Monday, July 16, 2007

Bootstrap Speaking Initiative

The Bootstrap Speaking Initiative was kicked off in March of this year with a 6-session class covering a variety of interests, taught by Professional Speaking Consultant Tonja O'Neill. The topics included basic and advanced speaking skills, overcoming anxiety, getting paid to speak, and giving and receiving feedback. The classes were very well attended with a total of 30 bootstrappers and approximately 10-12 each class.

Because it was such a bit hit, we decided to continue the initiative with follow-up classes. Steven List, Professional Speaker and Speaking Coach, taught a 3-session class on storytelling in June & July. Tonja will be facilitating a 3-session workshop on creating and delivering business pitches in August.

The purpose of the initiative is to help bootstrappers communicate more effectively in order to improve business sales, whether presenting in front of an audience, giving a sales pitch, or simply speaking one-on-one about your business.

To get more information about the initiative and how to sign up, please visit the bootstrap wiki. See the bootstrap calendar for specific dates on the upcoming Business Pitches Workshop.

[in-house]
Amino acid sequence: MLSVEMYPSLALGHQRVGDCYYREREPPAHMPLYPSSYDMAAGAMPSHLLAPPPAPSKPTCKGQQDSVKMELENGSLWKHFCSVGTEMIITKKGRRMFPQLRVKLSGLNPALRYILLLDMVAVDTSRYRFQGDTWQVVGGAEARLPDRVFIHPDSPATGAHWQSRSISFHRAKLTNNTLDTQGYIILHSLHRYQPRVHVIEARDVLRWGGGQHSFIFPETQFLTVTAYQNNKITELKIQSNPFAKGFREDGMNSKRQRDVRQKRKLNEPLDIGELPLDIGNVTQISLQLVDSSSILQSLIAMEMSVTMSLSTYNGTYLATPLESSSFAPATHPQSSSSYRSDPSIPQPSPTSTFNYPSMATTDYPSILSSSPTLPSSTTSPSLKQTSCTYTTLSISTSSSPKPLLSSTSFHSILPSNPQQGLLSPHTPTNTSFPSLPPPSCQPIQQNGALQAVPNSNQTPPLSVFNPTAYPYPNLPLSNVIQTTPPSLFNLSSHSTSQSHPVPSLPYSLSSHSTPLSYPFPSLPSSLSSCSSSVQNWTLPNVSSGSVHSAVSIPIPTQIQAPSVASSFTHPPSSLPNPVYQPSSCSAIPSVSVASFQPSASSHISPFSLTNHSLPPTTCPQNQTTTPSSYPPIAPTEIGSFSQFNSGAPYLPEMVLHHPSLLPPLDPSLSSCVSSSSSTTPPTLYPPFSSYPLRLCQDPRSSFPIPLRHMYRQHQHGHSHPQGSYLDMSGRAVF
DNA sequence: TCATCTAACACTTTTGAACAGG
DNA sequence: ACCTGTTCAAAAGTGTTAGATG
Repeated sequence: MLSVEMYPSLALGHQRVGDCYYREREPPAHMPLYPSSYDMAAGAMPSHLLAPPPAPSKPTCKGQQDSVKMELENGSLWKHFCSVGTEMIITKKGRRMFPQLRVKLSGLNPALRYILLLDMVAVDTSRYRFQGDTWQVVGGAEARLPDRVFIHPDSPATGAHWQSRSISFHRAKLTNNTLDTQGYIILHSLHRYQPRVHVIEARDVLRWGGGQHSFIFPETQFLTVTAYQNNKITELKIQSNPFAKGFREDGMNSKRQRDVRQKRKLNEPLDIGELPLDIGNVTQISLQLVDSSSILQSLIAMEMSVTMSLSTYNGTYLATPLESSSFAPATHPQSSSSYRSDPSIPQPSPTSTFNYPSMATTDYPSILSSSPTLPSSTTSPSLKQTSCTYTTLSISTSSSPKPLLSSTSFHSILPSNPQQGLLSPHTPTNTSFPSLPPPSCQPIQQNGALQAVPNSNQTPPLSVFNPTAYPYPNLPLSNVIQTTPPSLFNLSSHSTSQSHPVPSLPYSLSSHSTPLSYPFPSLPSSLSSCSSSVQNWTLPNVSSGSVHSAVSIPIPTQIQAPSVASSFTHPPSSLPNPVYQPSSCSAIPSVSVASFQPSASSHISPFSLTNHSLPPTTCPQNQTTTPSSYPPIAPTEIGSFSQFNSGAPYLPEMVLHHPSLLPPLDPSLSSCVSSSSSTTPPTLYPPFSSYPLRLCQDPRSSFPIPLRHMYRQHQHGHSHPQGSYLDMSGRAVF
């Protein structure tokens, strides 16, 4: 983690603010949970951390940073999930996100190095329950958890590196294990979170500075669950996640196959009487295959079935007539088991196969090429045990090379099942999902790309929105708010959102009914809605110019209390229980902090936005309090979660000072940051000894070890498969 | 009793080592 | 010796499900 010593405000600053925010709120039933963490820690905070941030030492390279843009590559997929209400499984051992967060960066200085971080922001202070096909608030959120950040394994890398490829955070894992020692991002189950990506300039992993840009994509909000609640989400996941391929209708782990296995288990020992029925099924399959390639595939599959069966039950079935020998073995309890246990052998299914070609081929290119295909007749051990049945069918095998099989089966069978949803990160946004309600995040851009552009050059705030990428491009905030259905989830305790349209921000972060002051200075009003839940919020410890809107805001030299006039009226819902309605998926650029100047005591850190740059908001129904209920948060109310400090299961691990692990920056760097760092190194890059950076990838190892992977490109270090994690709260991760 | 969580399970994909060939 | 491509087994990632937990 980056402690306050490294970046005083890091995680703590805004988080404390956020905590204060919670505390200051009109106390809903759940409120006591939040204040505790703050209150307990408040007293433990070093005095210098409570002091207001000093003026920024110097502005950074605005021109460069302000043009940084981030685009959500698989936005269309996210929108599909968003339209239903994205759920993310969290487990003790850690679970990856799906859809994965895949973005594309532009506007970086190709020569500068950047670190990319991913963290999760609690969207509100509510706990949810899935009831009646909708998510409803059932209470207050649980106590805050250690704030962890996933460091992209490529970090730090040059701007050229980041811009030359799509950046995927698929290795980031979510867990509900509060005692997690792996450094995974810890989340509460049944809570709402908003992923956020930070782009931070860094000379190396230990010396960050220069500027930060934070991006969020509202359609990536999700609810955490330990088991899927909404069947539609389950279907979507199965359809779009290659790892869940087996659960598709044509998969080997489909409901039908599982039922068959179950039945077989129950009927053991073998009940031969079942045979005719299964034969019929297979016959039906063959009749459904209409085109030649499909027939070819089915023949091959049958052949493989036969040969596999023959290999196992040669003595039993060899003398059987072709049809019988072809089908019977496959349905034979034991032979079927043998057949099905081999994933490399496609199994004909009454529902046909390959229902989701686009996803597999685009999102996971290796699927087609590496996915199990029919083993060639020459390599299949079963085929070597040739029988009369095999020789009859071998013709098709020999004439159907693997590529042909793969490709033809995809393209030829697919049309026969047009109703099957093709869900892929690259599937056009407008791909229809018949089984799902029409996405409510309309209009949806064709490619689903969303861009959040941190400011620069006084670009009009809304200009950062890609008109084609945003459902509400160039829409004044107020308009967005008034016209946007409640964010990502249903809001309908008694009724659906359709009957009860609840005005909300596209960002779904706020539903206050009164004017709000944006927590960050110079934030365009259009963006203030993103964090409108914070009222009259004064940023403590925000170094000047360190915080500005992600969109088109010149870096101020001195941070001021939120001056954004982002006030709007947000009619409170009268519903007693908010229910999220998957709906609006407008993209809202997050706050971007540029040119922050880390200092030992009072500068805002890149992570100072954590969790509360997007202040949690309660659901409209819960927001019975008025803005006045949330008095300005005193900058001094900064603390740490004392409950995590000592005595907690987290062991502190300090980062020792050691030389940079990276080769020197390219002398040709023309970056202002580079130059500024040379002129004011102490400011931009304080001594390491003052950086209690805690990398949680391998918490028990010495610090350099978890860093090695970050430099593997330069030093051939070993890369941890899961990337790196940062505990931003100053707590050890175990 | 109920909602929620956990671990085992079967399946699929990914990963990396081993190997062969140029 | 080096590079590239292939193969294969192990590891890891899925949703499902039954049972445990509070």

Monday, July 09, 2007

Constraint Creates Innovation

***Originally published in Austin Business District Magazine

“Necessity, who is the mother of invention” – Plato

As a business owner, I’m sure you are familiar with a very uncomfortable situation where everyone in the business is committed full time, success is within reach, but the venture has yet to be come profitable. Cash flow (or lack thereof) becomes all consuming in the entrepreneur’s mind.

At Bootstrap Austin we call this the “Valley of Death” (VoD), and it can be an intimidating and scary place. Many times, the desire to avoid it causes many entrepreneurs to prematurely seek funding from investors hoping to propel the venture over the VoD with minimal pain both for the founders and the venture. 

But that would be the wrong thing to do. The concept of funding too early belies a fundamental misunderstanding of the role of constraints in the innovation process.